JACKSON, Tenn. – Nov. 5, 2008 – Union University will induct six sports legends into its Sports Hall of Fame during a dinner Nov. 7 as part of Union’s Homecoming festivities.
The dinner will begin at 6 p.m. in the Carl Grant Events Center. Tickets are $17 and may be reserved by calling (800) 338-6644.
The dinner will also feature a tribute to David Blackstock, who recently retired after serving as Union’s athletic director for 34 years.
Hall of Fame inductees include:
-- James A. “Jimmie” Bryant, class of 1963. A track star during his time at Union, Bryant is the all-time leading scorer in Union University track competition history, scoring more than 500 points during his four-year career.
After graduating, Bryant earned two master’s degrees, an Education Specialist degree and a doctorate in higher education leadership from the University of Georgia. He spent 32 years serving in public education as a teacher, principal and a supervisor in the DeKalb County school system.
Since his retirement in 1995, Bryant and his wife Lisa have served as sports photographers for two North Georgia newspapers.
-- Ronnie G. Giddens Jr., class of 1987. Giddens joined the Union baseball team in 1979 on a full athletic scholarship. During his time at Union he became the only player in conference history to receive All-Conference honors in three positions: shortstop, left field and second base.
In 1983 Giddens played in all 57 games and led the team with a .435 batting average. He led the Bulldogs to a third-place finish in the NAIA World Series. He holds a career batting average of .409 and still holds the record for career assists with 351.
Giddens was drafted by the Cincinnati Reds and later played in the Montreal Expos and Pittsburgh Pirates farm systems. He and his wife Tina, who works at Union, live in Jackson with their two daughters.
-- Joe Guyon (posthumously). Guyon served as Union’s football coach from 1919-1925 after playing on Georgia Tech’s national championship team in 1917. A Native American from the Chippewa tribe, Guyon played with six teams after the NFL was organized in 1920.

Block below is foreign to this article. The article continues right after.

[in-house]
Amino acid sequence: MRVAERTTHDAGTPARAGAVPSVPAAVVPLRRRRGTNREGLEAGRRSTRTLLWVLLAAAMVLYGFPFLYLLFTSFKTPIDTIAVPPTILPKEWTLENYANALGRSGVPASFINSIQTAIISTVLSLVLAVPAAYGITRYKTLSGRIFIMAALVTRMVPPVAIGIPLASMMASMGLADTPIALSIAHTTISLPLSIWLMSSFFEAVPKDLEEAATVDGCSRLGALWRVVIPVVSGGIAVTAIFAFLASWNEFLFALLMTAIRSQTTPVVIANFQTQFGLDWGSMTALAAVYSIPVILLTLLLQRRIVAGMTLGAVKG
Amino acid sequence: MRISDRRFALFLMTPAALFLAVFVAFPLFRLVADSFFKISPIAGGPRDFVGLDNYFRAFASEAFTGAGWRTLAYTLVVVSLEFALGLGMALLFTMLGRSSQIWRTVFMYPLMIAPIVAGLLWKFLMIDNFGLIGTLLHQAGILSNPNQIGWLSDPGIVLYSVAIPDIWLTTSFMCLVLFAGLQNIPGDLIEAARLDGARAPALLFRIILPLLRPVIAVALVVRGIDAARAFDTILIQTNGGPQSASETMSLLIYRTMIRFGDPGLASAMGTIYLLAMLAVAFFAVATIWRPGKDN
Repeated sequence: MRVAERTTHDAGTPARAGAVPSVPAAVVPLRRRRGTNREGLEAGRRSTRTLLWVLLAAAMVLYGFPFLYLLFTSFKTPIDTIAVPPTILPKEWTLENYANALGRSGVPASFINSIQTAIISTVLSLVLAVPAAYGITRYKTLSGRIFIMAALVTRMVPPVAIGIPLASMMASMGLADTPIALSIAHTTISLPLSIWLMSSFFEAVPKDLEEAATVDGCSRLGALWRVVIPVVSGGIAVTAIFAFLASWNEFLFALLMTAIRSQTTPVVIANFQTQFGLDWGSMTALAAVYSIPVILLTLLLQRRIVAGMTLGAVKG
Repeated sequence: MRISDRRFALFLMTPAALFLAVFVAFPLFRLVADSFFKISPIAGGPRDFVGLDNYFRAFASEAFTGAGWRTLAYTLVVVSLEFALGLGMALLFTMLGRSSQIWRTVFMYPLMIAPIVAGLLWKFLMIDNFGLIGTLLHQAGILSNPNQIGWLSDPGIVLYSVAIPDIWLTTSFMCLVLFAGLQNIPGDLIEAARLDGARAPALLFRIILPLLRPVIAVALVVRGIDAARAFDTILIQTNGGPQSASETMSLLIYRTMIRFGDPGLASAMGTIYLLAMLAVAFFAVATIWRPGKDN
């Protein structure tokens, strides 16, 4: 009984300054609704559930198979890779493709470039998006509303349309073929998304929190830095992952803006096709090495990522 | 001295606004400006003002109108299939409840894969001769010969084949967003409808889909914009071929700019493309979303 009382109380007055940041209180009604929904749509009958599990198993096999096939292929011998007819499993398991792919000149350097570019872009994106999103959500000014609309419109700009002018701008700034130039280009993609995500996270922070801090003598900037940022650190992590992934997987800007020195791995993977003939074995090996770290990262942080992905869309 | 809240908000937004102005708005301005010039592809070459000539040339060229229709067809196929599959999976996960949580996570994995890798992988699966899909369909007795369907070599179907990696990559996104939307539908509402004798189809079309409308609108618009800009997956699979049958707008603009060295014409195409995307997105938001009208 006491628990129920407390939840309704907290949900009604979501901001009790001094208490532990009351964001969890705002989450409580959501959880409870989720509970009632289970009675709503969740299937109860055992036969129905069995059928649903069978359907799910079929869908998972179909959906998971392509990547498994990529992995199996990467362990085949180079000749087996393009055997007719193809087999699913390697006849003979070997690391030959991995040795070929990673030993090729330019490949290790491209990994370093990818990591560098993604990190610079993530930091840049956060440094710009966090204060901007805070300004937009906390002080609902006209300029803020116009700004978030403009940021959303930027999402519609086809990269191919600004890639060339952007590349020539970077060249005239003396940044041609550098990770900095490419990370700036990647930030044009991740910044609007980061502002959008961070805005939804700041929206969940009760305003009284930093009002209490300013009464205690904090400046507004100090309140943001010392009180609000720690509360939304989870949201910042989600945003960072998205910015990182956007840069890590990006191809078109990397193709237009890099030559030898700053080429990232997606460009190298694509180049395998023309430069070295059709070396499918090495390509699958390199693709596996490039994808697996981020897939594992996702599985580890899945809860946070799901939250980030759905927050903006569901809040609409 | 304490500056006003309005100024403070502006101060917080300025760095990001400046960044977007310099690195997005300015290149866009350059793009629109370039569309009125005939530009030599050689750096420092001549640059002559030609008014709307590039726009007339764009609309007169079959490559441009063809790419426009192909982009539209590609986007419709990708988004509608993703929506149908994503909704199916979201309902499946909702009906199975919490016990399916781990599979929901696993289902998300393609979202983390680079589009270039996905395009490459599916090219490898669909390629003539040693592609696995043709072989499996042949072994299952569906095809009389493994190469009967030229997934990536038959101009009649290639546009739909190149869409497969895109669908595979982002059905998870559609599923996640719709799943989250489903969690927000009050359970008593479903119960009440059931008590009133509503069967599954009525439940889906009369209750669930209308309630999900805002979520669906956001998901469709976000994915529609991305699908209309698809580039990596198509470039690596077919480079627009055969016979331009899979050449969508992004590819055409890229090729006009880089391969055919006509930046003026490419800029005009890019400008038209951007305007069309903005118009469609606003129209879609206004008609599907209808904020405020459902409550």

He was part of the 1927 New York Giants team that won the NFL championship.
Guyon was among the first class of inductees into the NFL Hall of Fame in 1971 alongside his lifelong friend, Jim Thorpe. Guyon spent his last years Louisville, Ky., until his death in 1971.
-- Lisa Hutchens, class of 1983 (posthumously). During her time as part of the Lady Bulldogs basketball team, Hutchens earned NAIA All-American, All-District 24 and Volunteer State Athletic Conference Most Valuable Player honors. She was Union’s first NAIA Academic All-American and still holds four school records.
After graduating, Hutchens earned a master’s degree at the University of Memphis and began her coaching career at Millington Central High School. She later moved to South Side High School in Jackson, where she was recognized as District 14 Coach of the Year for the 1988-89 and 1989-90 seasons.
Hutchens returned to Union as an assistant coach for the Lady Bulldogs for six years, and along with Blackstock, coached the team to the 1998 NAIA National Championship.
-- Keith Reynolds, class of 1977. Reynolds was the first resident of Hardin County to be drafted by a major league team, when the New York Mets selected him in the 15th round of the 1973 draft. He declined the offer, choosing instead to attend Union to play both baseball and basketball.
Though his baseball career ended after only one season, Reynolds excelled in basketball. As a freshman he led the Bulldogs in scoring with an average of 18.3 points per game, a figure that improved to 19 points per game during his sophomore year.
Reynolds eclipsed Jeff Richey’s all-time scoring record his senior season, amassing 1,895 points for his career. He is currently the third all-time scoring record holder for free throws for the Bulldogs. His 23 free throws made in one game is still a Union record.
He and his wife Vickie have been married for 26 years and live in Bells, Tenn.
-- Jim Swope. A native of Marion, Ill., and graduate of the University of Tennessee-Martin, Swope served as the men’s basketball coach at Union from 1975-1987. He is second all-time in wins in Union men’s basketball history, and was the first men’s coach to post back-to-back 20-wins season, in 1977-78 and 1978-79.
In 12 years at Union, Swope had nine winning seasons and qualified for the District 24 playoffs four times. He coached his 200th career victory in the Bulldogs’ season home opener against Arkansas College on Nov. 25, 1986.
He was inducted into the UTM Athletic Hall of Fame in 1992; the Jackson-Madison County Hall of Fame in 2002, and the Tennessee Junior and Community Hall of Fame in 2007. Active in his community, Swope was named “Man of the Year” in 1988 by the Bicentennial Exchange Club of Jackson.
Swope and his wife Linda have been married for 46 years and live in Jackson.